Snapper with Lemon Butter Sauce
Instead of snapper, you can use chicken breast or thin slices of pork, either of which you should put between two pieces of wax paper and pound gently until they are no thicker than ¼-inch.
- 1 pound, approximately, new potatoes, washed
- Kosher salt
- 5 tablespoons butter
- ½ cup all-purpose flour, seasoned with salt and pepper.
- 1 ½ pounds fresh snapper or similar fish
- Black pepper in a mill
- 1 shallot, minced
- 2 teaspoons capers
- ½ cup freshly squeezed lemon juice, from 2 to 3 lemons
- 2 tablespoons chopped fresh Italian parsley
Put the potatoes into a medium saucepan, cover with water by 2 inches and season generously with salt. Bring to a boil over high heat, reduce the heat and simmer gently until the potatoes are tender when pierced with a fork or bamboo skewer. It will take about 20 minutes or a little longer depending on the size of the potatoes. Drain the potatoes, return them to the pan, add 2 tablespoons of the butter, cover and keep warm.
Put the seasoned flour onto a plate.
Set the fish on a clean work surface, season it all over with salt and pepper and dredge it through the flour.
Put 2 tablespoons of the remaining butter into a heavy skillet set over high heat and when the butter is melted, add the fish. Sauté for 4 minutes, turn and sauté 4 to 5 minutes more. Transfer to a plate, cover loosely with aluminum foil and keep warm.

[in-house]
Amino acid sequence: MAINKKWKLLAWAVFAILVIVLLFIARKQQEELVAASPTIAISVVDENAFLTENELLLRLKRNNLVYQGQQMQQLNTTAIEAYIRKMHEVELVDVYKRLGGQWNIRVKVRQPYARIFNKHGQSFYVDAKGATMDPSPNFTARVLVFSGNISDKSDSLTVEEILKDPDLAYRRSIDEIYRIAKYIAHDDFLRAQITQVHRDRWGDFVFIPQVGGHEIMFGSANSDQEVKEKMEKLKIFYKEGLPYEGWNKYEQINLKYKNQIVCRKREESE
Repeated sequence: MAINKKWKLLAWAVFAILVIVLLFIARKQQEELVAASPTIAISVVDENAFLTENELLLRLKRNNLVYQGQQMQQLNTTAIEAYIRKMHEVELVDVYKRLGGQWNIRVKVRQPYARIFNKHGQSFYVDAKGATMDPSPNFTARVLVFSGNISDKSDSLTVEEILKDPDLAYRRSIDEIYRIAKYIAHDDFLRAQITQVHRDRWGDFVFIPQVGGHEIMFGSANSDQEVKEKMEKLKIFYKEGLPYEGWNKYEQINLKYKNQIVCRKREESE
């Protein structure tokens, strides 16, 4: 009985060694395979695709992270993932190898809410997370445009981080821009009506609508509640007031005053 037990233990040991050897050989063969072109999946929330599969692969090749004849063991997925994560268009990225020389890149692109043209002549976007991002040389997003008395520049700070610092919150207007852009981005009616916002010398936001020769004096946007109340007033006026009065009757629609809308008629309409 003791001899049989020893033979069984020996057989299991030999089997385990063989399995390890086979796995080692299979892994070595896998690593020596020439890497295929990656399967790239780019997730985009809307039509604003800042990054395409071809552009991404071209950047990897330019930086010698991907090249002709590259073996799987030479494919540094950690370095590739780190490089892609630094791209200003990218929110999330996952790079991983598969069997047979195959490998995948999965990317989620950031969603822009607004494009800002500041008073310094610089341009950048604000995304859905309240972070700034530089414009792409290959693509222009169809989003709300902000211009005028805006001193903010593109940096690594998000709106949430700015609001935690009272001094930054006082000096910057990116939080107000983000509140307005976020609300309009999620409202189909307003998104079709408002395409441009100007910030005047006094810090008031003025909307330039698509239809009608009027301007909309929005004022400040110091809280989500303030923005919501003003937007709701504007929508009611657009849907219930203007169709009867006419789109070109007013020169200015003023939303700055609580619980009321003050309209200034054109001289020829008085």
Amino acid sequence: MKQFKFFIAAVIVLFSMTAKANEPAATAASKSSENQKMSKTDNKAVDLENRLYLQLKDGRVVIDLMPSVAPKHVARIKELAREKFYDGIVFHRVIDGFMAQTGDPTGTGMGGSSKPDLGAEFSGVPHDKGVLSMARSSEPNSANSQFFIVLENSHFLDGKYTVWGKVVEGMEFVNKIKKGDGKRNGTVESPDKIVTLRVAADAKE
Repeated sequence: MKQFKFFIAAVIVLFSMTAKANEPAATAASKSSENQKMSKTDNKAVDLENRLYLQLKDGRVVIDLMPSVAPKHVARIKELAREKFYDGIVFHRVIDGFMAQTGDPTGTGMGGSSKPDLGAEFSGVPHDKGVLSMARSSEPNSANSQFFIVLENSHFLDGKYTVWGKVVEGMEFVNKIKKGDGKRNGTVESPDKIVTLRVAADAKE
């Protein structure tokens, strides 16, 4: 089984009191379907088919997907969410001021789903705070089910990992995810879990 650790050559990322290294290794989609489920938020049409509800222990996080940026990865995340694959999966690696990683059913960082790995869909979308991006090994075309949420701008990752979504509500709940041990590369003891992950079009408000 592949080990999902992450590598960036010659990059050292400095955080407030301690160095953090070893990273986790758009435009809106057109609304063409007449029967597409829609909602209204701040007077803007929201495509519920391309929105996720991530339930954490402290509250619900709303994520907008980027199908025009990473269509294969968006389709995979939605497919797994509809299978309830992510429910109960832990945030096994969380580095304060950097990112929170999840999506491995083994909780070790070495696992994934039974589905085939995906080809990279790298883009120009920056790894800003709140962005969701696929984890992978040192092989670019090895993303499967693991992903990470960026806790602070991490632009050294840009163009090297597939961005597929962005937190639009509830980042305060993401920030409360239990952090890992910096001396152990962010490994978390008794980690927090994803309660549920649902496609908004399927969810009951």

Working quickly, sauté the shallot in the pan drippings until it is soft and fragrant, about 4 to 5 minutes. Add the capers and sauté 1 minute more. Add the lemon juice and simmer until it is reduced by about half. Add the remaining tablespoon of butter and swirl the pan until it is just melted.
Pour the sauce over the fish. Surround the fish with the potatoes and their butter, scatter parsley on top and enjoy right away.
To drink: Pair with Diamond Collection’s Pinot Grigio.
Italia Coppola, who dedicated her book, Mammarella: Mama Coppola's Pasta Cookbook, to her mother Anna Pennino, to her husband Carmine and to her three children, August, Francis and Talia, who have inherited both the Neapolitan spirit and its cooking.